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2018 Ducati Scrambler 1100 rivals

Sitting among a plethora of retro-cool bikes that have the looks to match the low-down grunt, the new threesome from Ducati have plenty of competitors in this flourishing market. Should you have £11k to drop on one of them then let this quick rivals table be your guide:



Ducati Scrambler 1100

BMW R nine T Scrambler

Kawasaki Z900RS

Triumph Bonneville T120


1079cc L-Twin, Desmodromic distribution, 2 valves per cylinder, air cooled

1170cc, Air/oil-cooled, four-stroke twin-cylinder boxer engine, four radial valves per cylinder

948cc liquid-cooled DOHC four-cylinder

1200cc, Liquid cooled, 8 valve, SOHC, parallel twin


84.5bhp (63kW) @ 7500 rpm

110bhp (82kW) @ 7750 rpm

110bhp (82kW) @ 8,500rpm

79bhp (59kW) @ 6550rpm


65 lb-ft (88 Nm) @ 4750 rpm

85.5 lb-ft (116 Nm) @ 6,000 rpm

72.6lb-ft (98.5Nm) @ 6,500rpm

105 Nm @ 3100 rpm


206kg (wet)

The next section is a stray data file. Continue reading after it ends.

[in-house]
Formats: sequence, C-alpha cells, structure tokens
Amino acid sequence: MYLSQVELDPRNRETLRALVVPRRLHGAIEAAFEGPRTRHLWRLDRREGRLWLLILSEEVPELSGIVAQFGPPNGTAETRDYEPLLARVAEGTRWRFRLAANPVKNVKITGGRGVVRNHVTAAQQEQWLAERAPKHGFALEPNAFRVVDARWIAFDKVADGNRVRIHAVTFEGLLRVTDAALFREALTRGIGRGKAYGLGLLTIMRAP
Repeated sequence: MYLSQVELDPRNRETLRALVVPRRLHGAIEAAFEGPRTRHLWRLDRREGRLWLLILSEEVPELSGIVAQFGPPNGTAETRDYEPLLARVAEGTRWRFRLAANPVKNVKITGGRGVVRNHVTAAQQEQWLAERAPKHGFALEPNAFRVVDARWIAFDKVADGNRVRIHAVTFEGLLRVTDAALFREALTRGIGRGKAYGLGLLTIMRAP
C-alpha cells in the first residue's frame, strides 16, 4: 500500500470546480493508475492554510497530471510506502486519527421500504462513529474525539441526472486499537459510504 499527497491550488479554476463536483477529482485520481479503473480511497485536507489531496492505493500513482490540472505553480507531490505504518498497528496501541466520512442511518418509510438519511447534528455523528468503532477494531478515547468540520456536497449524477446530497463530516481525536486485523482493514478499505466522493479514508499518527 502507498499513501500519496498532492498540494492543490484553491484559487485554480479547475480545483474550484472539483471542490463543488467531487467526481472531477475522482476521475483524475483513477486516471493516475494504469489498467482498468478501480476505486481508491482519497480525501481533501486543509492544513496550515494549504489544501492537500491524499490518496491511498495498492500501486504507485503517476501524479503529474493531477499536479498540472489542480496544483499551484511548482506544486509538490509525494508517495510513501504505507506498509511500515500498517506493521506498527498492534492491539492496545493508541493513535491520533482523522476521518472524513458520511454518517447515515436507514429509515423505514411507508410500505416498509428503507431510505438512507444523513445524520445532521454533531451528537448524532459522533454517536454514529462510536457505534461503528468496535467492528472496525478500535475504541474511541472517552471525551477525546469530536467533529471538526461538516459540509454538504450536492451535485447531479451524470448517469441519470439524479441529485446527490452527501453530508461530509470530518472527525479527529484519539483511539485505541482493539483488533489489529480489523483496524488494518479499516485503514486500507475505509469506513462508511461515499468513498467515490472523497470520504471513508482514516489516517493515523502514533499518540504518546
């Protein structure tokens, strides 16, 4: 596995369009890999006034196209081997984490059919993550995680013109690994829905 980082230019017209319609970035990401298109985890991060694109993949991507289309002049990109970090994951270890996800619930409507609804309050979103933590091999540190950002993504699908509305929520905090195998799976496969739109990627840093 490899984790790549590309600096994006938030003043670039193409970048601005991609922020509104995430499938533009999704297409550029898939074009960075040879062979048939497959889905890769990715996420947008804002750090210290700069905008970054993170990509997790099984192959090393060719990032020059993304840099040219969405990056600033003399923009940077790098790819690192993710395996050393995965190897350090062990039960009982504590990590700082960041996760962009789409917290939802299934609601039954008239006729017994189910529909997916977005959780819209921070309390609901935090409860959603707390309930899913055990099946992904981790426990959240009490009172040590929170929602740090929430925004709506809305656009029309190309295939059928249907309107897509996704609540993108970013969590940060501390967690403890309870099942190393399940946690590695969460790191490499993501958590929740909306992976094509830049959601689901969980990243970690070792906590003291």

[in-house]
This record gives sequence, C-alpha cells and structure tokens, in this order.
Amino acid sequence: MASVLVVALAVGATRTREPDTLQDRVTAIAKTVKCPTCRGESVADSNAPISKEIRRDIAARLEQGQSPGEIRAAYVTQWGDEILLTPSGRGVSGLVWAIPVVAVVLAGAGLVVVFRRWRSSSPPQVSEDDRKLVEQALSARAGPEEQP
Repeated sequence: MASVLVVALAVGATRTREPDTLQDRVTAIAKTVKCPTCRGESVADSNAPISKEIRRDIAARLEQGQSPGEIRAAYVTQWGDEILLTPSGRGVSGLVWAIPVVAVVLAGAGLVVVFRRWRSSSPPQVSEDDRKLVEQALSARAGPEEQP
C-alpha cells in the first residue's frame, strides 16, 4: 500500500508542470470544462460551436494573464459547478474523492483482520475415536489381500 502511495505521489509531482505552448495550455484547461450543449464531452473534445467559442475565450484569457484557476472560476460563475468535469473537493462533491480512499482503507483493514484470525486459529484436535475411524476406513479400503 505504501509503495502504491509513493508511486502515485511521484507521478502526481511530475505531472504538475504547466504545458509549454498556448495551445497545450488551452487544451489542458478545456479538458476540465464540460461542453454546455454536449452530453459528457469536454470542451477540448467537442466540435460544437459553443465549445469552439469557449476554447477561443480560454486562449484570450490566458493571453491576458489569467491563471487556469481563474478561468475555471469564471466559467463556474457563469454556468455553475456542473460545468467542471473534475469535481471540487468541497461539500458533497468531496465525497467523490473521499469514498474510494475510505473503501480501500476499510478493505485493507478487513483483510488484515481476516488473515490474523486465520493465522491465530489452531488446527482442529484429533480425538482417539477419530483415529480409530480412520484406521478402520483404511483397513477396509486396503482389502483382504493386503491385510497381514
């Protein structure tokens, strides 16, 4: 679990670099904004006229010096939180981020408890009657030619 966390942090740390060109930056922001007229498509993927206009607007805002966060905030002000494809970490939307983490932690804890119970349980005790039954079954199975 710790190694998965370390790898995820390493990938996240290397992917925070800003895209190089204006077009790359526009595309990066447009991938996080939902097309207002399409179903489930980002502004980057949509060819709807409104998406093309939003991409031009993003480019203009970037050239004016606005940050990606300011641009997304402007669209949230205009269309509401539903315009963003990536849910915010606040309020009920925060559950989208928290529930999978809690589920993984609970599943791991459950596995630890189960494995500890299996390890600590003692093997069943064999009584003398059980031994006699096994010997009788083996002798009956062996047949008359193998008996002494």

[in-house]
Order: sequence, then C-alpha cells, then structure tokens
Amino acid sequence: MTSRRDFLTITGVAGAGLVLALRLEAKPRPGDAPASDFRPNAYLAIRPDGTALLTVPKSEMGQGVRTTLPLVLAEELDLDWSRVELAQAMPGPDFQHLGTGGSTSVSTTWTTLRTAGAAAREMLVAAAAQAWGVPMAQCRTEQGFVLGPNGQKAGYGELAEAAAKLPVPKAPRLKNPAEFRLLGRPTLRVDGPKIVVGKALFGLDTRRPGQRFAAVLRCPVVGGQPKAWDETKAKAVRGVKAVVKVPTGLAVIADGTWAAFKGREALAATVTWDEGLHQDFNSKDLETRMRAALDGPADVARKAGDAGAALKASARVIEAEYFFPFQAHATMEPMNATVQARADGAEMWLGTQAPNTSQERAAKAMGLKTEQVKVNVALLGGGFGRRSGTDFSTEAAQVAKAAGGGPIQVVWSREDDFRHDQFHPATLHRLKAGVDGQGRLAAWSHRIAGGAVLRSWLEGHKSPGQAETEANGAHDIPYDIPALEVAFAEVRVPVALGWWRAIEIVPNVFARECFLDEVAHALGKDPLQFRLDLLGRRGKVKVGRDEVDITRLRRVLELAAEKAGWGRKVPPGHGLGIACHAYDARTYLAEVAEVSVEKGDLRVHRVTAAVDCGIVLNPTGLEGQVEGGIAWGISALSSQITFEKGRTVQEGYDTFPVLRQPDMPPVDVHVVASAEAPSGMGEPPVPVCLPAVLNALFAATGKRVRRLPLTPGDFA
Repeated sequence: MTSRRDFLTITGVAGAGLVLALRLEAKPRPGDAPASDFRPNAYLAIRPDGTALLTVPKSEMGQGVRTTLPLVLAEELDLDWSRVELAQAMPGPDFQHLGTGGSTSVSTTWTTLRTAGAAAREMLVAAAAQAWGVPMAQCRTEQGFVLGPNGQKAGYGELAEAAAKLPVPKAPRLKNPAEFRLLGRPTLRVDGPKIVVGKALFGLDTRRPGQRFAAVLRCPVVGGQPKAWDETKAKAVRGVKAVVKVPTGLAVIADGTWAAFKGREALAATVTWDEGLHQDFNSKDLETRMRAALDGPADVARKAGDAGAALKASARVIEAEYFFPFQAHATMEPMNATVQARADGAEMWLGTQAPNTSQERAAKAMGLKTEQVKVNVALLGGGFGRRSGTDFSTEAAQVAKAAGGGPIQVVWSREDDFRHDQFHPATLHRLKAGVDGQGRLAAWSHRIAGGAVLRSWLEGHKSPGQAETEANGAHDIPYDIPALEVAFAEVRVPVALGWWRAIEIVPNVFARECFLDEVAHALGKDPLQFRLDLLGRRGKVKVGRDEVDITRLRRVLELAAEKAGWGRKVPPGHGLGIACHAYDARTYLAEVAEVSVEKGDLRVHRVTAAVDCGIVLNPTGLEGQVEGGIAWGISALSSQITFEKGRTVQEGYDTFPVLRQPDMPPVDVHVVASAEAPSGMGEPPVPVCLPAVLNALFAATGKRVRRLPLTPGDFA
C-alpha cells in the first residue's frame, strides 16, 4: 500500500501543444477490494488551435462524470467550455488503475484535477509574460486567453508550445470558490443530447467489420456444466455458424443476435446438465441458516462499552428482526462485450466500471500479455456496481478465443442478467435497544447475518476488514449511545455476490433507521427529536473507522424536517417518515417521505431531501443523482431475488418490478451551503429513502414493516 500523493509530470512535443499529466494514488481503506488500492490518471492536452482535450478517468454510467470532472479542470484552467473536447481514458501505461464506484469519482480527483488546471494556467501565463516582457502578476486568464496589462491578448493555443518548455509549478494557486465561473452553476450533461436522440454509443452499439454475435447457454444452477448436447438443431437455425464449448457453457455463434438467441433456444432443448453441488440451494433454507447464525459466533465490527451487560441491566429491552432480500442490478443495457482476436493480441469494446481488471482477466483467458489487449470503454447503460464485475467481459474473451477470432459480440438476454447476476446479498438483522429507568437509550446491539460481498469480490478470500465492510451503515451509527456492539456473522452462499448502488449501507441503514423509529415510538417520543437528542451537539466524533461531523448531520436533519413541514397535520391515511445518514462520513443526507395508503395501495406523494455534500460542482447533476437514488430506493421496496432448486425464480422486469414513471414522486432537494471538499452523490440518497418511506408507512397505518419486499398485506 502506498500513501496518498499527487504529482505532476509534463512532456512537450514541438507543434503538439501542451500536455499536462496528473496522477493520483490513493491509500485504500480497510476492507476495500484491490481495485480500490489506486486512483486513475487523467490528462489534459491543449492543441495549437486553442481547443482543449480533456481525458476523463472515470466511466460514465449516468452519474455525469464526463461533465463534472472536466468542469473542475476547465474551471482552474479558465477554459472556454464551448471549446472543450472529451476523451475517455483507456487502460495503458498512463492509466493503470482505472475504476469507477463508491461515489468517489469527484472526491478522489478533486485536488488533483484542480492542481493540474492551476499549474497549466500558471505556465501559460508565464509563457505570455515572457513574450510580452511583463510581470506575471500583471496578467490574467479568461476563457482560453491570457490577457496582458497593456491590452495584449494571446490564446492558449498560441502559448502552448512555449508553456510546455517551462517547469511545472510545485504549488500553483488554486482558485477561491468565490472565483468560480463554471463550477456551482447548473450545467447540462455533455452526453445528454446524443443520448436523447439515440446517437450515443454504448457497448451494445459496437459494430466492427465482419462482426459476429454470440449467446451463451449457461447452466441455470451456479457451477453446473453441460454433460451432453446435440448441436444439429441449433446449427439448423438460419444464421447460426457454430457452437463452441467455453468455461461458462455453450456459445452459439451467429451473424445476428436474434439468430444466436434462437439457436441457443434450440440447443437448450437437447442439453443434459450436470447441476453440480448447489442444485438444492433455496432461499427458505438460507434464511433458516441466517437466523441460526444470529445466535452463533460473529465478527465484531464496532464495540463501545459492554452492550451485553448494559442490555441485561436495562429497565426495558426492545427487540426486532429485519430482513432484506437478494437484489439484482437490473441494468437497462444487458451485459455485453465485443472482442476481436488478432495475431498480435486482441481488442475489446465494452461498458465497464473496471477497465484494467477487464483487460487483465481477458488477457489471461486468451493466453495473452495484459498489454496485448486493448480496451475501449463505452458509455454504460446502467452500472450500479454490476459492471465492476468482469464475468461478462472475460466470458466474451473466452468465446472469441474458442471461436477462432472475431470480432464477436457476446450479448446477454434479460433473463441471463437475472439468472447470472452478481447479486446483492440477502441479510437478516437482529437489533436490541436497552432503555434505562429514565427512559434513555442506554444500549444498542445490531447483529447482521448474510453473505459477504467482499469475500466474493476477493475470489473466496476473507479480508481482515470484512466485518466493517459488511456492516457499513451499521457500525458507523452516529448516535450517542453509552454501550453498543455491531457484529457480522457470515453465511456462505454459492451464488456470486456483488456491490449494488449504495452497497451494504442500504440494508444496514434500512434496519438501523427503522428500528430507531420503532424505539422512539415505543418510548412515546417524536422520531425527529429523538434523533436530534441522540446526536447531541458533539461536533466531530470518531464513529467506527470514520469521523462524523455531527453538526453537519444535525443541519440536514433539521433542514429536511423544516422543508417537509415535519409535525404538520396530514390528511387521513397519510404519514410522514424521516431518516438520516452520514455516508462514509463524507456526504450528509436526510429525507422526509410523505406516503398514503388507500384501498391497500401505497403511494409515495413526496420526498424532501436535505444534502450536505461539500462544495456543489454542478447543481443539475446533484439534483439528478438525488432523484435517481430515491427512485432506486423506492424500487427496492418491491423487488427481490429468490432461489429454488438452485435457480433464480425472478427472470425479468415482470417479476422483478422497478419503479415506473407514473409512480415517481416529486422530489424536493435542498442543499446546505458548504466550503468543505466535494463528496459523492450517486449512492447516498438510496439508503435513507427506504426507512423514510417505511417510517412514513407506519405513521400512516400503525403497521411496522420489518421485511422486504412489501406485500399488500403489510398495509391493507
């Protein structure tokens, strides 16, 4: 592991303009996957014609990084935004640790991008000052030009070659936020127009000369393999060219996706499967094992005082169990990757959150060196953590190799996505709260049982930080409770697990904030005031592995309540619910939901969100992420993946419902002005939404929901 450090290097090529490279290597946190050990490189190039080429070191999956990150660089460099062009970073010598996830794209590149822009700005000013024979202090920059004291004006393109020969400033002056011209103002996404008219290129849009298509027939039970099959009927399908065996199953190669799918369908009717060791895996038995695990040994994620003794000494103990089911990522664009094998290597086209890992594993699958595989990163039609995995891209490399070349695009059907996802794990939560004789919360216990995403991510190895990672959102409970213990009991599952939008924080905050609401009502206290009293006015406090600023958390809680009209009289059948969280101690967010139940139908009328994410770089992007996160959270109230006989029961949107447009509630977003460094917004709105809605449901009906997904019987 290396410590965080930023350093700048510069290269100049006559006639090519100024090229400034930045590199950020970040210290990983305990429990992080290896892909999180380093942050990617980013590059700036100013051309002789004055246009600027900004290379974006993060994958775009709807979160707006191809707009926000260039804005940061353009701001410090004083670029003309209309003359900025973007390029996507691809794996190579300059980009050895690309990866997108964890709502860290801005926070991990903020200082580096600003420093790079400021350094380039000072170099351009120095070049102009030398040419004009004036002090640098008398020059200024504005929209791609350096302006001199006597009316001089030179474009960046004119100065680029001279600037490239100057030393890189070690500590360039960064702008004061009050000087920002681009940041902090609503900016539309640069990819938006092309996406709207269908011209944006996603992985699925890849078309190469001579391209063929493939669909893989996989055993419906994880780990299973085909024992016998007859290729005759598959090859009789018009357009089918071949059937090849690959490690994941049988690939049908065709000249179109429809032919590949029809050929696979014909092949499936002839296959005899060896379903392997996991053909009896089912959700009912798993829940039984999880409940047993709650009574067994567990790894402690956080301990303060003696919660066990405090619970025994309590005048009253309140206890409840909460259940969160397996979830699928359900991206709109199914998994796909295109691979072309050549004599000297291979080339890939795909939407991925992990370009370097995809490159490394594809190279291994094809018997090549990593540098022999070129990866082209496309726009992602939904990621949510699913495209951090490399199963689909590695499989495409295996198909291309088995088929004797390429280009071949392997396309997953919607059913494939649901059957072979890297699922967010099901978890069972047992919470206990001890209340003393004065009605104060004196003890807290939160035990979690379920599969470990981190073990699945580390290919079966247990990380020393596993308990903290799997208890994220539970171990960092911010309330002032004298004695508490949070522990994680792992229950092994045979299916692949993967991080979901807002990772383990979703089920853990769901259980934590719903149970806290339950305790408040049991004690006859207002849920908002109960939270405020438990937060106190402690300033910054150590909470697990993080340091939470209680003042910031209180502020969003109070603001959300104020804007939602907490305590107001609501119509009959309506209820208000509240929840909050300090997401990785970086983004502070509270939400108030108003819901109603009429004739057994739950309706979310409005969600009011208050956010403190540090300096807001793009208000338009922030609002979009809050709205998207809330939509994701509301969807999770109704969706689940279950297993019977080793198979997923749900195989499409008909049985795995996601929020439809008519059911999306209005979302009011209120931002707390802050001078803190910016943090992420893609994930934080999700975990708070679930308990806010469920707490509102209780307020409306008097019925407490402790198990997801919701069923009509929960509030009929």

220kg (wet)

215kg (wet)

224kg (dry)

Seat height





Fuel tank

15 litres

17 litres

17 litres

14.5 litres

Price (from)






Ducati Scrambler_1100 Review


2018 Ducati Scrambler 1100 verdict

Excellent premium build quality with a few too many leads and wires hanging out of odd places that really ought to be tucked away with more care and attention. That aside, the low-mid torque is smooth and unpretentious, just like the look and feel of the range. It doesn’t need to scream and shout, instead just cruise along oozing character and coolness in a charming and comfortable manner.

£11,495 (for the Special) is a heck of lot to be ploughing into a bike that doesn’t have the versatility of others but it has a top old-school motor with top old-school styling and makes anyone and everyone feel an inch taller with pride.

Even though it’s the most expensive of the trio, I’d still opt for the Sport. Cast wheels over spokes and the black/gold paint scheme really compliments the Ohlins forks.

Is it camera phone friendly? Yes it is. Does it have a matching clothing range? Yep, jackets, jeans, tees and boots among others. Will it earn you more friends? Yes it will.

If you give in to the Scrambler’s charms you’ll be overlooking its idiosyncrasies and accepting its cool-as-a-cucumberness ready for quirky but simple and above all else, enjoyable ride.


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Three things I loved about the Ducati Scrambler 1100…

• Smooth throttle and torque from the engine